Two new technology businesses share this year’s £70,000 prize for novel applications of graphene and other 2D materials.
The two teams, based at The University of Manchester, are addressing key societal challenges on future energy and food security. They are seeking breakthroughs by using 2D materials to produce hydrogen to generate energy, and by designing polymer hydrogels to increase food production.
The Eli and Britt Harari Enterprise Award, in association with Nobel Laureate Sir Andre Geim, is awarded each year to help the implementation of commercially-viable business proposals from students, post-doctoral researchers and recent graduates of The University of Manchester based on developing the commercial prospects of graphene and other 2D materials.
The first prize of £50,000 was awarded to NanoPlexus and its founding team Jae Jong Byun, Dr. Suelen Barg, Francis Moissinac, Wenji Yang and Thomas Moissinac. Jae and Wenji are undertaking their PhD studies in Dr. Suelen Barg’s research group (Nano3D), with Francis starting in September. Thomas is an aerospace engineering graduate from The University of Manchester. The team has worked under the Nano3D lab in formulating their idea into a marketable product.
NanoPlexus will be developing a range of products using their platform technology; the unique nano-material aerogel technology will offer cost-effective renewable hydrogen production with increased material efficiency for a sustainable green economy.
Jae commented: “Recently, there has been an increased footprint and sense of urgency to transition into renewable energy to tackle climate change. Our concept is ideally positioned to support this transition by acting as a stepping-stone for innovative technology growth into conventional energy systems. Our idea of 2D material-based cells supports the forecasted need of renewable energy implementation, as it uses low to zero-carbon energy resources.”
Francis added: “We are very grateful to Eli and Britt Harari for their generosity and for the support of the University, which will enable us to develop our novel concept that could one day make a meaningful difference; connecting innovation to convention.”
The runner-up, receiving £20,000, was AEH Innovative Hydrogel Ltd, founded by Beenish Siddique. Beenish has recently graduated with a PhD from the School of Materials. Her technology aims to provide an eco-friendly hydrogel to farmers that, not only increases crop production but also has potential to grow crops in infertile and water-stressed lands, with minimum use of water and fertilisers.
Beenish said: “Many farmers, especially in third world countries with warmer climates, are interested in my product. I have a solution that offers higher crop yield with less water and fertiliser usage, hence, less greenhouse gases emission and a much cleaner environment.”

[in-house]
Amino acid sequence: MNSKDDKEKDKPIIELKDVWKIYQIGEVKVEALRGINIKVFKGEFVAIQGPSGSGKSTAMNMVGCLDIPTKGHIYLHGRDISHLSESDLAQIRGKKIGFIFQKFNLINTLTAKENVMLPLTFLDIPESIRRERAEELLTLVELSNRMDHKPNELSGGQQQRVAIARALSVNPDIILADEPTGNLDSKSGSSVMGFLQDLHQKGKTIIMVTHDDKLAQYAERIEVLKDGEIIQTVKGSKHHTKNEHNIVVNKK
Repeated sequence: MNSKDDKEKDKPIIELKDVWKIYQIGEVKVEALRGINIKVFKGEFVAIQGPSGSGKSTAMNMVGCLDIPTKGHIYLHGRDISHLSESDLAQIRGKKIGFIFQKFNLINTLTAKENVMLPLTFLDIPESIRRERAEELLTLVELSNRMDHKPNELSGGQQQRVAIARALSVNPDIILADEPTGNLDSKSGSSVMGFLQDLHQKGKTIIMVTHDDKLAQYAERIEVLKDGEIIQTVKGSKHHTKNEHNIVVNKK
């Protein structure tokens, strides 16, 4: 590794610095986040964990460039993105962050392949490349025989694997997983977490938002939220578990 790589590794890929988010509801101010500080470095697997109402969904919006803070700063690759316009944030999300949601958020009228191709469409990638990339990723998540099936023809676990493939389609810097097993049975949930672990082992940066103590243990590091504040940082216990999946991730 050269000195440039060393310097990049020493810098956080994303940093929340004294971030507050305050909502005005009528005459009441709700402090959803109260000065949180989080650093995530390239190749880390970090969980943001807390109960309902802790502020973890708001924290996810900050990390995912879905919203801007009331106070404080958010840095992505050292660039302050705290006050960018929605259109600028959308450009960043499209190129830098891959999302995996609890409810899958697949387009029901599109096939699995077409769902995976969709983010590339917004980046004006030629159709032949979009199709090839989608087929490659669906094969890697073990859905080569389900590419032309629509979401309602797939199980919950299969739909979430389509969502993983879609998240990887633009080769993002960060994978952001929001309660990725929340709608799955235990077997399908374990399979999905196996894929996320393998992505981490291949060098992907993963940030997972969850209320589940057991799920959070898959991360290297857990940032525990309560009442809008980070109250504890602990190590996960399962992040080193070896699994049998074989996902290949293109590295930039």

The quality of the business proposals presented in this year’s finals was exceptionally high. Professor Luke Georghiou, Deputy President and Deputy Vice-Chancellor of The University of Manchester and one of the judges for this year’s competition said: “Our commitment to the support of entrepreneurship across the University has never been stronger and is a vital part of our approach to the commercialisation of research. The support provided by Eli Harari over the last five years has enabled new and exciting ventures to be developed. It provides our winners the early-stage funding that is so vital to creating a significant business, while also contributing to health and social benefit. With support from our world-leading graphene research facilities, I am certain that they are on the path to success.”
The winners will also receive support from groups across the University, including the University’s new state-of-the-art R&D facility, the Graphene Engineering Innovation Centre (GEIC); its leading support infrastructure for entrepreneurs, the Masood Enterprise Centre; as well as wider networks to help the winners take the first steps towards commercialising these early-stage ideas.
The award is co-funded by the North American Foundation for The University of Manchester through the support of one of the University’s former physics students, Dr Eli Harari, founder of global flash-memory giant, SanDisk, and his wife, Britt. It recognises the role that high-level, flexible, early-stage financial support can play in the successful development of a business targeting the full commercialisation of a product or technology related to research in graphene and 2D materials.